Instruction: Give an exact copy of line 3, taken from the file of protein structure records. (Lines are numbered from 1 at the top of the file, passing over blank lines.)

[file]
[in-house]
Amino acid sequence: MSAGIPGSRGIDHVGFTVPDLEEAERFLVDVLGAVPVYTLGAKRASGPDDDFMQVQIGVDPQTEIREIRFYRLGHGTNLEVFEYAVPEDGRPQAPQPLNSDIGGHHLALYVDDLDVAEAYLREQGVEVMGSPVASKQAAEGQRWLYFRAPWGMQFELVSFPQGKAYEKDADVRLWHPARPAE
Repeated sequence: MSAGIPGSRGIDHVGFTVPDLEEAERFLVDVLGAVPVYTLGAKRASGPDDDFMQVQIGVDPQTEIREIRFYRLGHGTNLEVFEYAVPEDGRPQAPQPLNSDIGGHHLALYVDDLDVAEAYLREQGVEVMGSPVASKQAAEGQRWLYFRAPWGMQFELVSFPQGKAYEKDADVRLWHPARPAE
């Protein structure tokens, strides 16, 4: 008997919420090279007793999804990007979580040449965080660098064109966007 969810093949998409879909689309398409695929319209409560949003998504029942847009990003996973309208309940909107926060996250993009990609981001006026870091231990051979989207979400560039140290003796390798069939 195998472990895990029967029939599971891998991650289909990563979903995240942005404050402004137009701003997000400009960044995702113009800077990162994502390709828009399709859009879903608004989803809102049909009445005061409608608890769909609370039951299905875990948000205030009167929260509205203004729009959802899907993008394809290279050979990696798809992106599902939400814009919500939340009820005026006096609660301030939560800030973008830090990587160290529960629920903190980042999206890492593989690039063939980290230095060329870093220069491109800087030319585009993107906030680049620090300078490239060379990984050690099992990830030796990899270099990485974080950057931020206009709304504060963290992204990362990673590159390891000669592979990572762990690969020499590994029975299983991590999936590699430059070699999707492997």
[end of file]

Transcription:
Repeated sequence: MSAGIPGSRGIDHVGFTVPDLEEAERFLVDVLGAVPVYTLGAKRASGPDDDFMQVQIGVDPQTEIREIRFYRLGHGTNLEVFEYAVPEDGRPQAPQPLNSDIGGHHLALYVDDLDVAEAYLREQGVEVMGSPVASKQAAEGQRWLYFRAPWGMQFELVSFPQGKAYEKDADVRLWHPARPAE